"This can maintain the momentum and encourage them to keep going." BMI Index

Body mass index (BMI) is a statistical measurement that compares a person's weight and height. It's the weight divided by the square of the height.

Though it does not actually measure the percentage of body fat, it is used to estimate healthy body weight.

Since it's easy to calculate, BMI is the most widely used diagnostic tool to identify weight problems, including underweight, overweight or obese.

The formula universally used in medicine produces a unit of measure of kg/m2.

An adult with a BMI index over 24 is considered overweight; over 28 is considered obese.


Snacking is a way of life in Asia and it can really pack on the pounds.

"The Guidelines on Snacks for Chinese Children and Adolescents" released by the Health Bureau in 2007 classifies foods into three categories - the ones that can be eaten often, eaten cautiously and eaten seldom.

It applies not just to snacks, but all foods.

Green light

Foods that can be eaten often are low fat, low salt and low sugar.

They include low-fat yogurt, no-sugar oatmeal, lean meat, shrimp, fish, eggs (not too many yolks), nuts (don't make a meal of them), fresh fruits and vegetables, boiled corn, plain soy milk, plain tofu, boiled corn, boiled or steamed potato and sweet potato, fresh fruit juice.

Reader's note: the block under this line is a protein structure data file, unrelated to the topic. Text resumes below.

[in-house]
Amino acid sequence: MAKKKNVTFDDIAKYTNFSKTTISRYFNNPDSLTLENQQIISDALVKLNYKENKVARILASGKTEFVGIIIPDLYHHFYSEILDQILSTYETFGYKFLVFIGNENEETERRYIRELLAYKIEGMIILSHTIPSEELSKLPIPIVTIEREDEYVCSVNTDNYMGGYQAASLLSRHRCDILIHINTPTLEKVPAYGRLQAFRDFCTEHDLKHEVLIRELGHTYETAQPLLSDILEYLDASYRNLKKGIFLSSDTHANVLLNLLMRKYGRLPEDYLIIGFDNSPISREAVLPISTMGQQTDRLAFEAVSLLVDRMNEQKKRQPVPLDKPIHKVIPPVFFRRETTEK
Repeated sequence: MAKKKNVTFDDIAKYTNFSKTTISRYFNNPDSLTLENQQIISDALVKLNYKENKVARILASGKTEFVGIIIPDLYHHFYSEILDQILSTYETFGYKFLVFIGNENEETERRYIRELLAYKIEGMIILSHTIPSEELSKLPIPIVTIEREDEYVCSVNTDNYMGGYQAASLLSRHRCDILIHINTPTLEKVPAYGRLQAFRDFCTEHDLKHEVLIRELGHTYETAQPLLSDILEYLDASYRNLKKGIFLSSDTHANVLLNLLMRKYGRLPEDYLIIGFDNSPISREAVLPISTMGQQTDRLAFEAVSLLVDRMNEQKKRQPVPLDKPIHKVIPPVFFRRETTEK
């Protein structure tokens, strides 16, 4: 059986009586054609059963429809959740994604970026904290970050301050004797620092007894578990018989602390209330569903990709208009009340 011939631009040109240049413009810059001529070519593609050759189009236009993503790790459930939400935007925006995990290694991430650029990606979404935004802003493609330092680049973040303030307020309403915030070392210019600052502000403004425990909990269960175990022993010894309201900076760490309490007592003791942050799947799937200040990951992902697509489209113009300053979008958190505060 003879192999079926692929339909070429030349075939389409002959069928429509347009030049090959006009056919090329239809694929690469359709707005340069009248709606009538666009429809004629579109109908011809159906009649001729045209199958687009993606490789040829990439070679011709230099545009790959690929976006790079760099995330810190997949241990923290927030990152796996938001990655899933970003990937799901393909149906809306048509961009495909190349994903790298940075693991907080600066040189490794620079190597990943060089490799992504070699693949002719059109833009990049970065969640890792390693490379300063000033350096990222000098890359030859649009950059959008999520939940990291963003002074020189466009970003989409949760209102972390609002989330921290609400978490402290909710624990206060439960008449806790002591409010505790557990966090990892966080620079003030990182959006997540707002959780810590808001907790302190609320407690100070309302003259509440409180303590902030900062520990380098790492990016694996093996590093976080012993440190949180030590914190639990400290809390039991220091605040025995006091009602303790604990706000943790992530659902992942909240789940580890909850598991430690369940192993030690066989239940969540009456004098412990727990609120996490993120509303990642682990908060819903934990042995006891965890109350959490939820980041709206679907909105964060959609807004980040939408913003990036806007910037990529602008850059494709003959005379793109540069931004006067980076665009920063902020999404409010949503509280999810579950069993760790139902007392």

Yellow light

Foods that should be eaten with caution are high in fat and sugar.

They can be eaten in small amounts a few times a week, not daily. They include chocolate, cheese, and sugar-coated snacks.

Foods that should be eaten cautiously: chocolate, bacon, beef jerky, moon cake, cakes and pastry, sweet or salty soybean milk, dried fruits with sugar or salt coating, cheese, and juice with sugar additive.

Red light

Foods to avoid for anyone trying to lose weight are high in fat and sugar. They should be eaten no more than once a week.

They include sweets, deep-fried foods, canned fruit and condensed milk, hamburger, hotdogs, french fries, instant noodles, fried tofu or tofu with odor, potato and other chips, soda, and ice cream.

Junk fast-foods and sugary soft drinks, of course, should be avoided completely.

Water and pure fresh juice are best for kids, and everyone else.

Every child should drink about 1,000-1,500 ml water daily, more in summer and after vigorous physical exercise. Though fresh juice is nutritious, it cannot replace water. Too much juice will reduce kids' appetite for other foods, and cause problems.


Copyright © 1999- Shanghai Daily. All rights reserved.Preferably viewed with Internet Explorer 8 or newer browsers.

沪公网安备 31010602000204号

Email this to your friend